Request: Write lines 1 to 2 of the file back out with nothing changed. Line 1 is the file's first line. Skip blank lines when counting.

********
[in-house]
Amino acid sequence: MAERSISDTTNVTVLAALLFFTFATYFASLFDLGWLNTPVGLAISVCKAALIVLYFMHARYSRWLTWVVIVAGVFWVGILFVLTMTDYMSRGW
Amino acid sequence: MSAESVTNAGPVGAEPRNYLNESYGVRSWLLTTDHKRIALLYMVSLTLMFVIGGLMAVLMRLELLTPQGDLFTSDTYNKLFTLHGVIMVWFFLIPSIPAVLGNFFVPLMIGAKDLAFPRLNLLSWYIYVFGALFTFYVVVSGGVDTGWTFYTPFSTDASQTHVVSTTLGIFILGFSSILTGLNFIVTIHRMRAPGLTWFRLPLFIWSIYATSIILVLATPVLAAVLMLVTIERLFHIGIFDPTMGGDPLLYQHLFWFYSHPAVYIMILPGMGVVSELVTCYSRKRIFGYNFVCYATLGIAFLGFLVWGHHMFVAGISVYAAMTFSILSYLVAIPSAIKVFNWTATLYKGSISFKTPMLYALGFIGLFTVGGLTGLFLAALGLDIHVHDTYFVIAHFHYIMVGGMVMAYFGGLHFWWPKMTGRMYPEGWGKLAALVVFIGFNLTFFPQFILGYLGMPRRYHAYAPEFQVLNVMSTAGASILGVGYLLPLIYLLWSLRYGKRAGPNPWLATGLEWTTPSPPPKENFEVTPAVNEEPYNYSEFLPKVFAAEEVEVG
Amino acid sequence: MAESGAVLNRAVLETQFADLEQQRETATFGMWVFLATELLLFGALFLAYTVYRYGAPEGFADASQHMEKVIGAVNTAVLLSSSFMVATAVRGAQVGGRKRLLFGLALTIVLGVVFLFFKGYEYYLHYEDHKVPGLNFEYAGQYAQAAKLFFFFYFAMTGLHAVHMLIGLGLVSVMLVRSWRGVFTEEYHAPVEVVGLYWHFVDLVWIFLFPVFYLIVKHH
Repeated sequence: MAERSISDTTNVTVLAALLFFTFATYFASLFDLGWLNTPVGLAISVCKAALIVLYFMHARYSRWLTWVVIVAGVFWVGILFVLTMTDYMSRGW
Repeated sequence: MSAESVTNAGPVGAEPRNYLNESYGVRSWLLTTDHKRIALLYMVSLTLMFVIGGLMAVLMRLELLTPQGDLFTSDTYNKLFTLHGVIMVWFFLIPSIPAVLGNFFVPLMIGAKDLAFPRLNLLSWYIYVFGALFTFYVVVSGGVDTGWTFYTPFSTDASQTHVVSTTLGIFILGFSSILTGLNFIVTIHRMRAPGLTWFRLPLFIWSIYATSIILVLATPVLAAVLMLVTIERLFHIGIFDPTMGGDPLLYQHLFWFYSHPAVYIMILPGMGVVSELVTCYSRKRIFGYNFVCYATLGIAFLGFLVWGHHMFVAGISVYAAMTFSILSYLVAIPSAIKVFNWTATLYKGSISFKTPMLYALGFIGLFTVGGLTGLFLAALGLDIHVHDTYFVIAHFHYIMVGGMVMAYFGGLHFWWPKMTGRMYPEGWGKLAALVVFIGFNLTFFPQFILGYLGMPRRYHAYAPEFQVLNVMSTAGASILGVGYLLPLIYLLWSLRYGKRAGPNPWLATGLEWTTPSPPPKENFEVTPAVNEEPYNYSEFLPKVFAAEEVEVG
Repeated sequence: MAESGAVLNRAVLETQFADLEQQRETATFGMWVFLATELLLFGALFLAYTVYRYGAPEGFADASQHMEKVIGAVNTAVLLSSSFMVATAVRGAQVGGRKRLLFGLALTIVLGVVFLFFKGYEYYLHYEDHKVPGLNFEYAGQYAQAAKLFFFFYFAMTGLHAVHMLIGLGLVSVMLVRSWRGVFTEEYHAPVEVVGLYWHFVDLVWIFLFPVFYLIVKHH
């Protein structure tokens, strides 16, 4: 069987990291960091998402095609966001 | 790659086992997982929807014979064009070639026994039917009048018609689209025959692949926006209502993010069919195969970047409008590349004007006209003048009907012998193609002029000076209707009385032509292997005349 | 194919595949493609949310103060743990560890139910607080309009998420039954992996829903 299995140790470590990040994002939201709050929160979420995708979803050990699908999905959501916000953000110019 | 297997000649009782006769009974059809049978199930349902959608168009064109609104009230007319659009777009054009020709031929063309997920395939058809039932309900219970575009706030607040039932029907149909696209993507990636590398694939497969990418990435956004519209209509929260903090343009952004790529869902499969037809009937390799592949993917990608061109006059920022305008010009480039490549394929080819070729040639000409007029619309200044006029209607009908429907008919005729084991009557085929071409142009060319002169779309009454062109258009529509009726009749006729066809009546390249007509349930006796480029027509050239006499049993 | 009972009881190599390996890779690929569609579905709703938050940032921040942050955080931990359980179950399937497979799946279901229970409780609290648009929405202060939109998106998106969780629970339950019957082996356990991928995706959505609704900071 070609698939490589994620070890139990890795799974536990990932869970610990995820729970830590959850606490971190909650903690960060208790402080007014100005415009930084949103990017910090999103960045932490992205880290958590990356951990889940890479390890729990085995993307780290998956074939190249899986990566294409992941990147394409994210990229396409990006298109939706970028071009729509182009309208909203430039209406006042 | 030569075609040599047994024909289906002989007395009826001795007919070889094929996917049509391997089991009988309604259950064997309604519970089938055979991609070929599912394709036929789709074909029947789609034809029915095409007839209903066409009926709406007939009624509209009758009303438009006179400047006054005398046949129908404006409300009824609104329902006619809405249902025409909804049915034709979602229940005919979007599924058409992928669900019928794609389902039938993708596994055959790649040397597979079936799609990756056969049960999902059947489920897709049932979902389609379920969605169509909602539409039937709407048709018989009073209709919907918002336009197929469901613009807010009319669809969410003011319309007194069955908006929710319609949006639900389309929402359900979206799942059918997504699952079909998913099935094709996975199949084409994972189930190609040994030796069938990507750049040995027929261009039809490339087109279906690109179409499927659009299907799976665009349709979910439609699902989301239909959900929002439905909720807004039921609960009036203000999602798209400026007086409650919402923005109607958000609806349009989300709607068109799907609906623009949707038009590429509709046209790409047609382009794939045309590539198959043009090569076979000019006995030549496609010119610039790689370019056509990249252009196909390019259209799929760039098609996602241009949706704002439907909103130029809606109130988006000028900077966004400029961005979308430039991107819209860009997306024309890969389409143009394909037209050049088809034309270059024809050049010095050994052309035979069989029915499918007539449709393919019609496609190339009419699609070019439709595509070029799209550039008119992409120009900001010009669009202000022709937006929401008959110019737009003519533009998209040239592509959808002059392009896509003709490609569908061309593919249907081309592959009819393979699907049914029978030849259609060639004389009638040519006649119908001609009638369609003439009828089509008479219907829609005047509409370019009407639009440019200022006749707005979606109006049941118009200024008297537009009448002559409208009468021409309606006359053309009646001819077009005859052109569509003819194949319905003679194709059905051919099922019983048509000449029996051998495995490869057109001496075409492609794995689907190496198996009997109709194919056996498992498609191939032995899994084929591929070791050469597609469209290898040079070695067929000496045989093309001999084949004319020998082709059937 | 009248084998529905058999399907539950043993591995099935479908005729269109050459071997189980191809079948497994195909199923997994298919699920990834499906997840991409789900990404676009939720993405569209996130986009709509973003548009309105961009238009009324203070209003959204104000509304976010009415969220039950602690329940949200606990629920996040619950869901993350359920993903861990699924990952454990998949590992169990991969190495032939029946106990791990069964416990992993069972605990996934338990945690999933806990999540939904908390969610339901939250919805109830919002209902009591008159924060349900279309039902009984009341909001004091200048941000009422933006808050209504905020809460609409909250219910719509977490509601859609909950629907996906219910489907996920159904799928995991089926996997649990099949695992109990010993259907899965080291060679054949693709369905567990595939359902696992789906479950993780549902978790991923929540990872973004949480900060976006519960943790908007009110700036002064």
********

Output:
[in-house]
Amino acid sequence: MAERSISDTTNVTVLAALLFFTFATYFASLFDLGWLNTPVGLAISVCKAALIVLYFMHARYSRWLTWVVIVAGVFWVGILFVLTMTDYMSRGW